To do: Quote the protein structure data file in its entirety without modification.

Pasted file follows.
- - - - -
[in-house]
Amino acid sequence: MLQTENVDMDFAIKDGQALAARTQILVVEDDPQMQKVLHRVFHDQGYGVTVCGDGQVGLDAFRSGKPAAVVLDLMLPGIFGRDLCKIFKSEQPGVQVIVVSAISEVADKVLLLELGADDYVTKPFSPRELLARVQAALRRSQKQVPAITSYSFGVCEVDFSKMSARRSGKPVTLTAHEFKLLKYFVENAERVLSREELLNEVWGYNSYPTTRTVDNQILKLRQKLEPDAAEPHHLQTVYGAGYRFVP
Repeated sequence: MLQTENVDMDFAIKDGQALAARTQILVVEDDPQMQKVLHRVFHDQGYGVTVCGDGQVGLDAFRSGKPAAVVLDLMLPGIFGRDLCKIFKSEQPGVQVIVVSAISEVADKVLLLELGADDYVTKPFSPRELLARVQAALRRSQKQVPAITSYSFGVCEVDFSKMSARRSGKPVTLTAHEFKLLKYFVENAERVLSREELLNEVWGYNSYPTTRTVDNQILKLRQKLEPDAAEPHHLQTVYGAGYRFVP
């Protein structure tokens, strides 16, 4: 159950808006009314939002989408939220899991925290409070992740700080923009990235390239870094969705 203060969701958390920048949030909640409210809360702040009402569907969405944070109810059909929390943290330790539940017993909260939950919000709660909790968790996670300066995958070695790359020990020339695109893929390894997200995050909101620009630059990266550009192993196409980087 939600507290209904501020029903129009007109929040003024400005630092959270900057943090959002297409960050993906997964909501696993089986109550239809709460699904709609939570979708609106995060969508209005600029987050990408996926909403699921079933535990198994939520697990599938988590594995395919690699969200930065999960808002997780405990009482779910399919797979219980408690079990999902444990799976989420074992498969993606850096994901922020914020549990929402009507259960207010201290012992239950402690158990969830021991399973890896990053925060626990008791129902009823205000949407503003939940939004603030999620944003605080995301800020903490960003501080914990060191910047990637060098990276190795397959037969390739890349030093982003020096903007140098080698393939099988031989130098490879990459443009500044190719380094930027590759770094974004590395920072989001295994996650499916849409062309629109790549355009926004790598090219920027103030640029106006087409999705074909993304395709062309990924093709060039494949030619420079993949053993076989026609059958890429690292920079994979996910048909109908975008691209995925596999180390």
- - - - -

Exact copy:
[in-house]
Amino acid sequence: MLQTENVDMDFAIKDGQALAARTQILVVEDDPQMQKVLHRVFHDQGYGVTVCGDGQVGLDAFRSGKPAAVVLDLMLPGIFGRDLCKIFKSEQPGVQVIVVSAISEVADKVLLLELGADDYVTKPFSPRELLARVQAALRRSQKQVPAITSYSFGVCEVDFSKMSARRSGKPVTLTAHEFKLLKYFVENAERVLSREELLNEVWGYNSYPTTRTVDNQILKLRQKLEPDAAEPHHLQTVYGAGYRFVP
Repeated sequence: MLQTENVDMDFAIKDGQALAARTQILVVEDDPQMQKVLHRVFHDQGYGVTVCGDGQVGLDAFRSGKPAAVVLDLMLPGIFGRDLCKIFKSEQPGVQVIVVSAISEVADKVLLLELGADDYVTKPFSPRELLARVQAALRRSQKQVPAITSYSFGVCEVDFSKMSARRSGKPVTLTAHEFKLLKYFVENAERVLSREELLNEVWGYNSYPTTRTVDNQILKLRQKLEPDAAEPHHLQTVYGAGYRFVP
């Protein structure tokens, strides 16, 4: 159950808006009314939002989408939220899991925290409070992740700080923009990235390239870094969705 203060969701958390920048949030909640409210809360702040009402569907969405944070109810059909929390943290330790539940017993909260939950919000709660909790968790996670300066995958070695790359020990020339695109893929390894997200995050909101620009630059990266550009192993196409980087 939600507290209904501020029903129009007109929040003024400005630092959270900057943090959002297409960050993906997964909501696993089986109550239809709460699904709609939570979708609106995060969508209005600029987050990408996926909403699921079933535990198994939520697990599938988590594995395919690699969200930065999960808002997780405990009482779910399919797979219980408690079990999902444990799976989420074992498969993606850096994901922020914020549990929402009507259960207010201290012992239950402690158990969830021991399973890896990053925060626990008791129902009823205000949407503003939940939004603030999620944003605080995301800020903490960003501080914990060191910047990637060098990276190795397959037969390739890349030093982003020096903007140098080698393939099988031989130098490879990459443009500044190719380094930027590759770094974004590395920072989001295994996650499916849409062309629109790549355009926004790598090219920027103030640029106006087409999705074909993304395709062309990924093709060039494949030619420079993949053993076989026609059958890429690292920079994979996910048909109908975008691209995925596999180390």